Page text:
In 2005, the museum reorganized into four galleries: the Bates Gallery, Collection Gallery, the Underground Synergy Seminar space, and the 150 Art Reader Stairwell. As of 2010 the director of the museum is Dan Mills.[8]

Collections and notable exhibitions[edit]

Main floor of the gallery

As of 2016, it holds over 5,000 objects including select and growing holdings of contemporary Chinese art, pre-Columbian art, Japanese woodblock prints, and African art. In addition to the original Marsden Hartley Memorial Collection, the museum contains works by many other notable artists. The museum has focused on collecting works of Maine artists.[9] In the 1930s, the college secured a private holding from the Museum of Modern Art of Vincent van Gogh's Starry Night.[10]

In 2016, the Museum has the following exhibitions: "The View Out His Window (and in his mind’s eye)" by Jeffery Becton,[11] "The Art of Occupy: The Occuprint Portfolio",[12] and "Maine Collected."[13]

Teaching and education[edit]

The Bates College Museum of Art also offers curricular involvement with both the college and surrounding communities. The college uses the museum through their exhibitions and collections to "teach writing skills and visual literacy, the museum serves as a tool for educators and students."[14]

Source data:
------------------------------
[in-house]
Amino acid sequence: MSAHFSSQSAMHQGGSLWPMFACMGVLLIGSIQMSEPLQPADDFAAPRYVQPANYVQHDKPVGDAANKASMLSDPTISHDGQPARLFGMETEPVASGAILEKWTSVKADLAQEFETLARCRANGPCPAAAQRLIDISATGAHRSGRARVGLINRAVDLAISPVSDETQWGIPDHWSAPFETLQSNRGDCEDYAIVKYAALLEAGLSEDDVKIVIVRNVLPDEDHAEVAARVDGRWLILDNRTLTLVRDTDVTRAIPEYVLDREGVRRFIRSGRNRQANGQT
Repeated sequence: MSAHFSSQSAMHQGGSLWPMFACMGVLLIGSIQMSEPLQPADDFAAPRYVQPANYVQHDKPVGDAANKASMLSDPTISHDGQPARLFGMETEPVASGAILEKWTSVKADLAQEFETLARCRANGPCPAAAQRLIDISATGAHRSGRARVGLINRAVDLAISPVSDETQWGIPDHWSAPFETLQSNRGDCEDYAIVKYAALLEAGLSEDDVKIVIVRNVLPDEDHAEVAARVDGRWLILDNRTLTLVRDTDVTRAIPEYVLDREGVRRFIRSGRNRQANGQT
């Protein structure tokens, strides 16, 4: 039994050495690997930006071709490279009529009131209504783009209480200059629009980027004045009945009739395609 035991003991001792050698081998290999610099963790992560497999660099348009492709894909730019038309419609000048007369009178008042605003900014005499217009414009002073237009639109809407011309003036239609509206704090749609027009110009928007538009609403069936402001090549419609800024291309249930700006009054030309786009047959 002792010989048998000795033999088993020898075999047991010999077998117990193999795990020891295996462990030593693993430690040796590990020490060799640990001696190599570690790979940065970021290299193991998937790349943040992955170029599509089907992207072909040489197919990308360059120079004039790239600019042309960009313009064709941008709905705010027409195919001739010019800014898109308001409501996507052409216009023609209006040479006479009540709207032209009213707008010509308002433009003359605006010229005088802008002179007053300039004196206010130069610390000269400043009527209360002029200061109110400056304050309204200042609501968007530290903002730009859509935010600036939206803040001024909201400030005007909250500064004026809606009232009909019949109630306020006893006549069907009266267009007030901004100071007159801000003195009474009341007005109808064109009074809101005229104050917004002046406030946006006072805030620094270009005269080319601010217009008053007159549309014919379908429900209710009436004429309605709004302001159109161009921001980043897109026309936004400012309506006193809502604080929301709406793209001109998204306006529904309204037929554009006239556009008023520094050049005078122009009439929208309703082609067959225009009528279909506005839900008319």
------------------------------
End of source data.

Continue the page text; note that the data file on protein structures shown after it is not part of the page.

Gallery[edit]

References[edit]

  1. ^ "Books & Music". Bates College Store. Retrieved 2016-01-15. 
  2. ^ a b c "History of the Museum of Art | Museum of Art | Bates College". www.bates.edu. Retrieved 2016-01-15. 
  3. ^ Clark, Charles E. (2005). Bates Through the Years: an Illustrated History. Edmund Muskie Archives: Bates College, Lewiston, Maine: Edmund Muskie Archives. p. 37. 
  4. ^ "hartley Home". abacus.bates.edu. Retrieved 2016-01-13. 
  5. ^ "The Painter of Maine: Photographs of Marsden Hartley | Museum of Art | Bates College". www.bates.edu. Retrieved 2016-01-13. 
  6. ^ "Marsden Hartley and Beyond | Museum of Art | Bates College". www.bates.edu. Retrieved 2016-01-13. 
  7. ^ "History of the Museum of Art | Museum of Art | Bates College". www.bates.edu. Retrieved 2015-12-13. 
  8. ^ a b Walter, Andy (2010-09-20). "Dan Mills is new director of Bates College Museum of Art | News | Bates College". Home.bates.edu. Retrieved 2015-07-02. 
  9. ^ Victor J. Danilov, University and College Museums, Galleries, and Related Facilities: A Descriptive Directory (Greenwood Press, 1996) ISBN 0-313-28613-2, 978-0-313-28613-1
  10. ^ Clark, Charles E. (2005). Bates Through the Years: an Illustrated History. Edmund Muskie Archives: Bates College, Lewiston, Maine: Edmund Muskie Archives. p. 16. 
  11. ^ "The View Out His Window (and in his mind's eye): Photographs by Jeffery Becton | Museum of Art | Bates College". www.bates.edu. Retrieved 2016-01-15. 
  12. ^ "The Art of Occupy: The Occuprint Portfolio | Museum of Art | Bates College". www.bates.edu. Retrieved 2016-01-15. 
  13. ^ "Maine Collected | Museum of Art | Bates College". www.bates.edu. Retrieved 2016-01-15. 
  14. ^ "Museum & Teaching | Museum of Art | Bates College". www.bates.edu. Retrieved 2016-01-15. 

External links[edit]

Coordinates: 44°06′30″N 70°12′07″W / 44.1082°N 70.2019°W / 44.1082; -70.2019